Yogi Berra reportedly said “you can observe a lot just by watching.” If this is the case, then I’ve been able to observe a lot by watching the best practices of top life insurance professionals. Over the years, I’ve had the good fortune of working with some of the best agents in our industry. Through watching them in action, I’ve been able to observe universal practices that make them so successful.
Certain qualities are commonly shared among these agents. Vision, hard work and persistence are important, but specific activities also make the best producers a cut above the others. During trying economic times, more than ever, these practices will separate the top agents from the rest of the pack. The following are 5 best practices that can be universally adopted by agents seeking to join the ranks of the most successful.
1. Working with professional advisors
When I started in the industry 30 years ago, some sales trainers sought to teach agents how to work around attorneys and accountants. They classified it as a competition for the client’s affection and business, and the goal was to end run the other advisors. The simple truth is that most top agents I work with are masters at culling the cooperation of professional advisors. They nurture a relationship of trust and teamwork, and help the professional understand that the agent can help rather than hinder.
Behind the scenes, the agent constantly works to demonstrate how his or her personal relationship skills can help the advisor team break through the client’s natural resistance to accepting advice. If any one skill most demonstrates the successful execution of this strategy, it is the agent’s ability to understand the professional advisor’s world.
The successful agent knows how the accountant is paid, what the attorney’s potential liability may be and how they both run their practices. Instead of seeing these professionals as “deal killers,” they realize these advisors want to keep the client well advised and out of trouble. When the agent offers information, service and trustworthiness, both the accountant and attorney see the agent as an ally.
2. Using scripts
The most successful producer I’ve ever worked with was a walking Wikipedia. This mega-agent, a former college professor, mastered the art of using scripts. He took the information needed to sell life insurance, both the factual and emotional, and mentally categorized this knowledge into bite-sized pieces.
When working with a client, a comment or question would trigger the agent to pull up the appropriate script and deliver it succinctly to the client. Because the agent had done his homework and knew the subject matter and had systemized his sales skills, he was able to watch body language, anticipate objections, and always be one step ahead.
When producers tell me they don’t believe in using scripts, I can only think their failure in the business is an inevitable outcome. It dooms the agent to reinventing the wheel with each sale, requires defensive selling, and simply wastes too much valuable time. The game is more often won by those who prepare and execute than by those that rely on mere talent to win the day.
3. Study groups
A popular saying in the 1990s was “none of us is as smart as all of us.” I’ve noticed that many of the consistently successful producers are involved in a study group. They realize they are rarely the smartest and best at all times, so they seek to grow and learn from others.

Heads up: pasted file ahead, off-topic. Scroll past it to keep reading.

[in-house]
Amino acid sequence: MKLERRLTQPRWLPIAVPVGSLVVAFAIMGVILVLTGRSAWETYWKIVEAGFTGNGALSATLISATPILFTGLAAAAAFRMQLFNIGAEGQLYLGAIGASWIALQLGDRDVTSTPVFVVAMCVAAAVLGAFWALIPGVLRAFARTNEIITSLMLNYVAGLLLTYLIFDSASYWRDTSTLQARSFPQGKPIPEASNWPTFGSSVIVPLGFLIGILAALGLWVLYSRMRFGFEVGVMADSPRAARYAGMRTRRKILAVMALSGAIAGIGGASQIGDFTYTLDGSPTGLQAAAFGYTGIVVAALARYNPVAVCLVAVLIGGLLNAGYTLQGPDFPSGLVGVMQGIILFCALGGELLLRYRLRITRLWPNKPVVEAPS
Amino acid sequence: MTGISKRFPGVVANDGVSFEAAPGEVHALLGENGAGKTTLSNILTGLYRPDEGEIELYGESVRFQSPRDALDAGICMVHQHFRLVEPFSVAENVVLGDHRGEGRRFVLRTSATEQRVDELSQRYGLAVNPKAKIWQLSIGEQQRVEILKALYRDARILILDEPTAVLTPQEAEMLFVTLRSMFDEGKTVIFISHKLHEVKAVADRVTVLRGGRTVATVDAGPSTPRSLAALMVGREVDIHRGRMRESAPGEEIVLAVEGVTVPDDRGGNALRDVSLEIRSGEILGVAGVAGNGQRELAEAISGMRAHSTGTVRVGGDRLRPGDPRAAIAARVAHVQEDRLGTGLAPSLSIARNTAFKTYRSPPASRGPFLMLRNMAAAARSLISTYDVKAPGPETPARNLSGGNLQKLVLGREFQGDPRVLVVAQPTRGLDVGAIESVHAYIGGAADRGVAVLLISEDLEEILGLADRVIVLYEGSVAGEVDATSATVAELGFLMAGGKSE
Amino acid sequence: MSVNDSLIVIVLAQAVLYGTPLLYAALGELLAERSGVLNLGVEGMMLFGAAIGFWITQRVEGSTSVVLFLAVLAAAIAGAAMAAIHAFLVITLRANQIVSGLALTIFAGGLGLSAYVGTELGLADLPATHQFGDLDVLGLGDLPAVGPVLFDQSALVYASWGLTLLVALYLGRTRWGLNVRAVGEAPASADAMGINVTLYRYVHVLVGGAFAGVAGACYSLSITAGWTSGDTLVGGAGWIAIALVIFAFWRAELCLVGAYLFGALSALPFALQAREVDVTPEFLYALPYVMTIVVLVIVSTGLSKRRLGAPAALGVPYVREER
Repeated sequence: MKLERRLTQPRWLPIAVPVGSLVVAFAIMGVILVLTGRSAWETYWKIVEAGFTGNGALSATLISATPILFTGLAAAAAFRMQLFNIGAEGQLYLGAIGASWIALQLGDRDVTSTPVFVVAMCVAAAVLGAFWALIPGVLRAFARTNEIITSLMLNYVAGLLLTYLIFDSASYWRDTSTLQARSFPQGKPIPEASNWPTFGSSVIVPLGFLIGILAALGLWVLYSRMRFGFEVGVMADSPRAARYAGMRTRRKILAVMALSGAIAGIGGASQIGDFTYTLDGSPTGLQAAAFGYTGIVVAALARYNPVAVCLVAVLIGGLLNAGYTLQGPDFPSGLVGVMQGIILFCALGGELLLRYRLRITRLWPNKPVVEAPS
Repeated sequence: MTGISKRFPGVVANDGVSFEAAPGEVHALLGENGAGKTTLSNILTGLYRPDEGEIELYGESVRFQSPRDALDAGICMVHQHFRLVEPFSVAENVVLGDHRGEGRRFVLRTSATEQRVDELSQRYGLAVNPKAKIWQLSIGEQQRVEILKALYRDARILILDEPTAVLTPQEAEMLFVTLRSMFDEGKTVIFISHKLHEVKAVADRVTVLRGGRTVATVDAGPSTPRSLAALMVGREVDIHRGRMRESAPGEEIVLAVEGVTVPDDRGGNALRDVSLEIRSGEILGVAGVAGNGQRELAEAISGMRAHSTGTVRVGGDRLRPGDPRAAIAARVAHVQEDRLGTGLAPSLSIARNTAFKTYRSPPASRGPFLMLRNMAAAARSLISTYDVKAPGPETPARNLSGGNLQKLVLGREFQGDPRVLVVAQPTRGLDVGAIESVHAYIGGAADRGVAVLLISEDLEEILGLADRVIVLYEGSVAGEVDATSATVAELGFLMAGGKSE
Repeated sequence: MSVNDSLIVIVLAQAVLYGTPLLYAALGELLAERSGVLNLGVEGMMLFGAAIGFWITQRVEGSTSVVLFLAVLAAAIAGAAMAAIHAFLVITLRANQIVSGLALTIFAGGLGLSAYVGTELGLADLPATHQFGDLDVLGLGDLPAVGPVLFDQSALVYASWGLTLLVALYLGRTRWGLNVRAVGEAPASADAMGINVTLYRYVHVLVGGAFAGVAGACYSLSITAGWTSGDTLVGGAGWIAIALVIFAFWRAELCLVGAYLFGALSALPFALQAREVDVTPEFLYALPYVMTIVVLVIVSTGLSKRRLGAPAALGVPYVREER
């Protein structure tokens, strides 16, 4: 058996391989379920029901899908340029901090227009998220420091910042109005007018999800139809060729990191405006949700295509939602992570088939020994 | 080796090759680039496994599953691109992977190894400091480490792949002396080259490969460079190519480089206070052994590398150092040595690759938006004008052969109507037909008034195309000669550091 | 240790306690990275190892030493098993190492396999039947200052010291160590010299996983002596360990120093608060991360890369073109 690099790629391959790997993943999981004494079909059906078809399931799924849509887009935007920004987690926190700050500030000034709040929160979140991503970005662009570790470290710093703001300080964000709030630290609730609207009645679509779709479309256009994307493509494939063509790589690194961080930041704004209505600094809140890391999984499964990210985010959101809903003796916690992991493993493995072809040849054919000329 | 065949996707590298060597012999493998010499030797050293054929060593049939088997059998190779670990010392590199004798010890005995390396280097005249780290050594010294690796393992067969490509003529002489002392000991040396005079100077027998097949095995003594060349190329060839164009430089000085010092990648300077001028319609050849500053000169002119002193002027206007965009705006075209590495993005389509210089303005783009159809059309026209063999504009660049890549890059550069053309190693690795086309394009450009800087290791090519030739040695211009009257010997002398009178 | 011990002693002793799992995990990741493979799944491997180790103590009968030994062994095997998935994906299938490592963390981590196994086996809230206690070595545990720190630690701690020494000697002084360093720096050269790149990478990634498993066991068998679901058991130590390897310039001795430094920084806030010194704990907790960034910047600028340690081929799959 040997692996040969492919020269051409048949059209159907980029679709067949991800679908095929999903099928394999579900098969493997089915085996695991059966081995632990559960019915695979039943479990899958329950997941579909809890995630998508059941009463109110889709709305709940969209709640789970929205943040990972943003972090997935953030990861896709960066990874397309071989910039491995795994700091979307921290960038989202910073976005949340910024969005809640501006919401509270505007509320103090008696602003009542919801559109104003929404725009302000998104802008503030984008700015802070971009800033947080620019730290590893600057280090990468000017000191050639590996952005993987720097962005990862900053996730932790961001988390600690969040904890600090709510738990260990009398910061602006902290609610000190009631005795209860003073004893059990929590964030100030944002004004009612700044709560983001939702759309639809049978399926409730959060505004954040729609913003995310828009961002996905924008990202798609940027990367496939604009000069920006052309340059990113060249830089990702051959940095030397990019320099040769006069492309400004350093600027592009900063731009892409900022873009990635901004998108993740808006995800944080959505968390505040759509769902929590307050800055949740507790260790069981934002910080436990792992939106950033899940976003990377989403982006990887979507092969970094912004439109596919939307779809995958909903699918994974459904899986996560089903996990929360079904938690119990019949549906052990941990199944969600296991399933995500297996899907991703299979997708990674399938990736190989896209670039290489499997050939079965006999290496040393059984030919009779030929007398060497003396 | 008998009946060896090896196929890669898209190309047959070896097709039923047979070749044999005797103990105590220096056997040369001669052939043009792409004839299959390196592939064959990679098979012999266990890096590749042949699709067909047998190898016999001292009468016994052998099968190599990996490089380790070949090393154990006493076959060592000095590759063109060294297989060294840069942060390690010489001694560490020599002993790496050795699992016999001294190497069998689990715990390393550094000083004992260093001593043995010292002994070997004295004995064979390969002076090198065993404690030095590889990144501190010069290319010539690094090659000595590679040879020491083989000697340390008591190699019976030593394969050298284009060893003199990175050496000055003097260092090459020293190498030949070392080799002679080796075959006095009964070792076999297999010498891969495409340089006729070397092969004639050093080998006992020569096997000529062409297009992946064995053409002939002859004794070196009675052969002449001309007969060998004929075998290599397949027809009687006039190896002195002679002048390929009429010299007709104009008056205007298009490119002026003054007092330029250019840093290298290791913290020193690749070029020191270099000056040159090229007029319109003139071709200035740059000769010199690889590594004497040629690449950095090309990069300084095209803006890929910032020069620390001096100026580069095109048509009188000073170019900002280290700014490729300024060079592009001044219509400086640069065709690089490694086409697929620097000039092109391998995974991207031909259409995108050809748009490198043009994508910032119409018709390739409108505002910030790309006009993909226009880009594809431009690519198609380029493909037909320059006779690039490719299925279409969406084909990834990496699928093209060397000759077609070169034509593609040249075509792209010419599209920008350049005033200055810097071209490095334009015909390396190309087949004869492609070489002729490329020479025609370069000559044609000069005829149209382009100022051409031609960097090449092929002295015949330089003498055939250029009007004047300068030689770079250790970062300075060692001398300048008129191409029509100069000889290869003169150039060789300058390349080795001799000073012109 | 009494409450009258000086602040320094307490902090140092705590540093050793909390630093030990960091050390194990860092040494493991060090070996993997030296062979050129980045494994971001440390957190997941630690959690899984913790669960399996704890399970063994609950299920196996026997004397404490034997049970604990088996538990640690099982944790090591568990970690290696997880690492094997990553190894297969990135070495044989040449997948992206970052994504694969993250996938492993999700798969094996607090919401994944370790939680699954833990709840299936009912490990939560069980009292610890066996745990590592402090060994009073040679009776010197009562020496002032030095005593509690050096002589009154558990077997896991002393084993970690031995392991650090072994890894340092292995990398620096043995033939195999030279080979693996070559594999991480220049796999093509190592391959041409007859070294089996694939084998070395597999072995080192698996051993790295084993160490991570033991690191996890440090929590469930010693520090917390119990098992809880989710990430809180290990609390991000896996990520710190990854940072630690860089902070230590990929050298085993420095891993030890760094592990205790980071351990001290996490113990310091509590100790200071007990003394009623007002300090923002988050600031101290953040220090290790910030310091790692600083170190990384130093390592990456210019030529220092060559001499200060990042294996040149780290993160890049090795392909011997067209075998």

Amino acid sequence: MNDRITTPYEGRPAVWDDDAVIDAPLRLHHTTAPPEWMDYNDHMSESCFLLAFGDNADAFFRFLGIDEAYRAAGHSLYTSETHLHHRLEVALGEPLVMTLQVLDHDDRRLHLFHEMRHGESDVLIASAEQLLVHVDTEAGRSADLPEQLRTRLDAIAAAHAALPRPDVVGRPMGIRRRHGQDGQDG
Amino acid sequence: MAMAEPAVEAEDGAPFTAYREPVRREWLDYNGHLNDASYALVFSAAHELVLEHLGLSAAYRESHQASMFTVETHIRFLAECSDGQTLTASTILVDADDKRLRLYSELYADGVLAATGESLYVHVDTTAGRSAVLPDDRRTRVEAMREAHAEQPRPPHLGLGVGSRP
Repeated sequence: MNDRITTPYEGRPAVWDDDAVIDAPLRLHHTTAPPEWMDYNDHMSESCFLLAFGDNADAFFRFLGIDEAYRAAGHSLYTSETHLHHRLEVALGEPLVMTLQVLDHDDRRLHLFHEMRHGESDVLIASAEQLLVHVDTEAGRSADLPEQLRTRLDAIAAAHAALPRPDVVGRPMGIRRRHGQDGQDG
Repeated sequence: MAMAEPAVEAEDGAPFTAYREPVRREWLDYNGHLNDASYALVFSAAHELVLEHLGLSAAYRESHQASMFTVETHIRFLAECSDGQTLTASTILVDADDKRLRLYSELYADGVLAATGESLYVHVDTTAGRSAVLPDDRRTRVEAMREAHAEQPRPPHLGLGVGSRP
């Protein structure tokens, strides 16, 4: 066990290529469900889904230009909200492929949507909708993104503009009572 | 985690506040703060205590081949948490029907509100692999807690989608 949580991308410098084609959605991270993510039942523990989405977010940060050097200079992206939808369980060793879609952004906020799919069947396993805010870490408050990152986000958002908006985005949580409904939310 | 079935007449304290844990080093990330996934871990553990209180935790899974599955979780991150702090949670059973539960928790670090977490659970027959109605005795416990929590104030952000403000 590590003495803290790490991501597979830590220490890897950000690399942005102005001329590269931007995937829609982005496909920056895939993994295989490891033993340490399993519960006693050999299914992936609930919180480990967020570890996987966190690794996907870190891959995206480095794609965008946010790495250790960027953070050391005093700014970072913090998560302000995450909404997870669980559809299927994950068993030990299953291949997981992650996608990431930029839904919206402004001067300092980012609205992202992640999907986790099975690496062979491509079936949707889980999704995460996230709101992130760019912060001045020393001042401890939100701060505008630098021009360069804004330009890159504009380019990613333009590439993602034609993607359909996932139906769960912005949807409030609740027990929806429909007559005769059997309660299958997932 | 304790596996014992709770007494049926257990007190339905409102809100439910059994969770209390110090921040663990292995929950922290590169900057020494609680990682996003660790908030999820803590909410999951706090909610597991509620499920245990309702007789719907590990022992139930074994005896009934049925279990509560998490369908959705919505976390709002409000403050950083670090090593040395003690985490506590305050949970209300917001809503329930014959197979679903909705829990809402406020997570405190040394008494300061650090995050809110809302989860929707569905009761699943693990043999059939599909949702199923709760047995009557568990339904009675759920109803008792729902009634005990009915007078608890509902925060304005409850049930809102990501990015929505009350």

The study group is a formalization of this practice. Some producers are looking for quick and easy sales ideas from others: “What’s working; who’s got a hot product?” Where I’ve seen the bigger results, however, is in using the study group for strategic insight and planning. Many big hitters have been willing to come to the group, expose their practice and seek advice about what’s missing and what opportunities exist. It is no exaggeration to say that agents who were on the brink of total failure have ended up as top performers by leveraging their involvement in study groups.
4. Joint work
Joint work isn’t for everyone. Some agents are naturally “lone wolves.” In many cases, however, the math states that 2 plus 2 equals 8. Much like a good marriage, opposites attract and the whole becomes greater than the sum of its parts. The most solid joint work examples are where the relationship is symbiotic. One producer is the technician; the other is the closer. One has the market; the other the skill.
In all cases, however, trust is the common element. As long as trust exists, how the relationship is structured can vary. The most successful duos truly have one client base, and the income is shared evenly. But many agents have their own client books and simply work together when the case dynamics call for a team approach. In both cases, the agents have learned to swallow their egos and to trust each other.
5. Eschew obfuscation (keep it simple)
Our industry has highly educated experts who use sophisticated financial modeling to be successful. They perform a valuable service and are well paid for their efforts. But the most successful players keep it simple–and are sincere.
Life insurance, more than most financial products, entails advanced concepts. It can be tempting to use this advanced knowledge as a leverage point with the client. But the agents who flourish take the complicated and made it clear. Rare is the client who wants the information to be arcane; even rarer is the client who will buy what is not understood. This does not mean that the successful agents are simply good at telling stories.
In advanced markets, winning producers craft the message that is appropriate for the audience. One consistently leading agent explained to me how he segments his selling by the nature of who is receiving the information: pictures for the client; numbers for the accountant; words for the attorney.